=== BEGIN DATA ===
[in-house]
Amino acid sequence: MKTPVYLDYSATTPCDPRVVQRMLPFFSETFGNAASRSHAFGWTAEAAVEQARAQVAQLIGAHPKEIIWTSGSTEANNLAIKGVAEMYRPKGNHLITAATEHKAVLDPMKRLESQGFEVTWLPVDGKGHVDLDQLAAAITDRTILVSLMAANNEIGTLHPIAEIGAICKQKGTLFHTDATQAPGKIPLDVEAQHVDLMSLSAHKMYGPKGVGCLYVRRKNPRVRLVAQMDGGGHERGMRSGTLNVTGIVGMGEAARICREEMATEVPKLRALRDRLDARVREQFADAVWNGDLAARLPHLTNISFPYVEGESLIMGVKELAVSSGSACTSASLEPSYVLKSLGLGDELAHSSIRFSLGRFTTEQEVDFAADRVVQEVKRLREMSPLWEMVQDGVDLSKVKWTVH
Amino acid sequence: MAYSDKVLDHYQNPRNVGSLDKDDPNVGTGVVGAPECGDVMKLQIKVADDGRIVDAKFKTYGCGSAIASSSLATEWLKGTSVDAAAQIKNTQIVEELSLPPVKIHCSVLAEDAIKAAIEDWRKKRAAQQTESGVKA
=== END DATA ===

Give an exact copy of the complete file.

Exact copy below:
[in-house]
Amino acid sequence: MKTPVYLDYSATTPCDPRVVQRMLPFFSETFGNAASRSHAFGWTAEAAVEQARAQVAQLIGAHPKEIIWTSGSTEANNLAIKGVAEMYRPKGNHLITAATEHKAVLDPMKRLESQGFEVTWLPVDGKGHVDLDQLAAAITDRTILVSLMAANNEIGTLHPIAEIGAICKQKGTLFHTDATQAPGKIPLDVEAQHVDLMSLSAHKMYGPKGVGCLYVRRKNPRVRLVAQMDGGGHERGMRSGTLNVTGIVGMGEAARICREEMATEVPKLRALRDRLDARVREQFADAVWNGDLAARLPHLTNISFPYVEGESLIMGVKELAVSSGSACTSASLEPSYVLKSLGLGDELAHSSIRFSLGRFTTEQEVDFAADRVVQEVKRLREMSPLWEMVQDGVDLSKVKWTVH
Amino acid sequence: MAYSDKVLDHYQNPRNVGSLDKDDPNVGTGVVGAPECGDVMKLQIKVADDGRIVDAKFKTYGCGSAIASSSLATEWLKGTSVDAAAQIKNTQIVEELSLPPVKIHCSVLAEDAIKAAIEDWRKKRAAQQTESGVKA